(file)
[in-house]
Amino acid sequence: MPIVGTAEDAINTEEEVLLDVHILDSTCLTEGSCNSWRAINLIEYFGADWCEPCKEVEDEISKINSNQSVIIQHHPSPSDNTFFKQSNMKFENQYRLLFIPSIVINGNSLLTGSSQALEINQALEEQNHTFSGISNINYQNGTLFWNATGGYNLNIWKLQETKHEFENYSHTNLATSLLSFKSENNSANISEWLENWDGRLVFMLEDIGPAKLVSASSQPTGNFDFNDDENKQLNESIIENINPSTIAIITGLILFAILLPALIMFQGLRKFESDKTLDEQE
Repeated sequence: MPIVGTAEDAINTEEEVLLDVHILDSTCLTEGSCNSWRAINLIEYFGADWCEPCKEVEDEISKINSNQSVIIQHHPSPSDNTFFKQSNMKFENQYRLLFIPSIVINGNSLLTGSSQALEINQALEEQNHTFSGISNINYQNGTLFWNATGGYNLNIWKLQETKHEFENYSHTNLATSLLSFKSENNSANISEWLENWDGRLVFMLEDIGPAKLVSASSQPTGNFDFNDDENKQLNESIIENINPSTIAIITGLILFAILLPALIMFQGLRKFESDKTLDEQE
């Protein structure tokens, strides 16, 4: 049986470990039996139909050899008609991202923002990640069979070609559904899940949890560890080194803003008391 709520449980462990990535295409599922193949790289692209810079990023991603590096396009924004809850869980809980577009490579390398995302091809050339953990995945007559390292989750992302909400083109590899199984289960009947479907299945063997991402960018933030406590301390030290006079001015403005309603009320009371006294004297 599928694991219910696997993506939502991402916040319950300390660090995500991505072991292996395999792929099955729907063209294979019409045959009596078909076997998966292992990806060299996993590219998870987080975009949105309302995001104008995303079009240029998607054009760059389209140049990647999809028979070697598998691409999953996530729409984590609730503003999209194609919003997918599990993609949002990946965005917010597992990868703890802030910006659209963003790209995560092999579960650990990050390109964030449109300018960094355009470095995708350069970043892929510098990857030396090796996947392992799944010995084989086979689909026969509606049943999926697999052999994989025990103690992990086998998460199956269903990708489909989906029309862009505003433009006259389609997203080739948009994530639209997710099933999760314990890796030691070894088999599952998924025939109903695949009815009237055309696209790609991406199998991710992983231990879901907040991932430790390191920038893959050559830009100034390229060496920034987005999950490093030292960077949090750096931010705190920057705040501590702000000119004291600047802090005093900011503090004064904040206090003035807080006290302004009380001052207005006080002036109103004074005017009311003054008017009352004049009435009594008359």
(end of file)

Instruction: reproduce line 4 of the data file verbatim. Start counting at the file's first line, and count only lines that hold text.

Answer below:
């Protein structure tokens, strides 16, 4: 049986470990039996139909050899008609991202923002990640069979070609559904899940949890560890080194803003008391 709520449980462990990535295409599922193949790289692209810079990023991603590096396009924004809850869980809980577009490579390398995302091809050339953990995945007559390292989750992302909400083109590899199984289960009947479907299945063997991402960018933030406590301390030290006079001015403005309603009320009371006294004297 599928694991219910696997993506939502991402916040319950300390660090995500991505072991292996395999792929099955729907063209294979019409045959009596078909076997998966292992990806060299996993590219998870987080975009949105309302995001104008995303079009240029998607054009760059389209140049990647999809028979070697598998691409999953996530729409984590609730503003999209194609919003997918599990993609949002990946965005917010597992990868703890802030910006659209963003790209995560092999579960650990990050390109964030449109300018960094355009470095995708350069970043892929510098990857030396090796996947392992799944010995084989086979689909026969509606049943999926697999052999994989025990103690992990086998998460199956269903990708489909989906029309862009505003433009006259389609997203080739948009994530639209997710099933999760314990890796030691070894088999599952998924025939109903695949009815009237055309696209790609991406199998991710992983231990879901907040991932430790390191920038893959050559830009100034390229060496920034987005999950490093030292960077949090750096931010705190920057705040501590702000000119004291600047802090005093900011503090004064904040206090003035807080006290302004009380001052207005006080002036109103004074005017009311003054008017009352004049009435009594008359």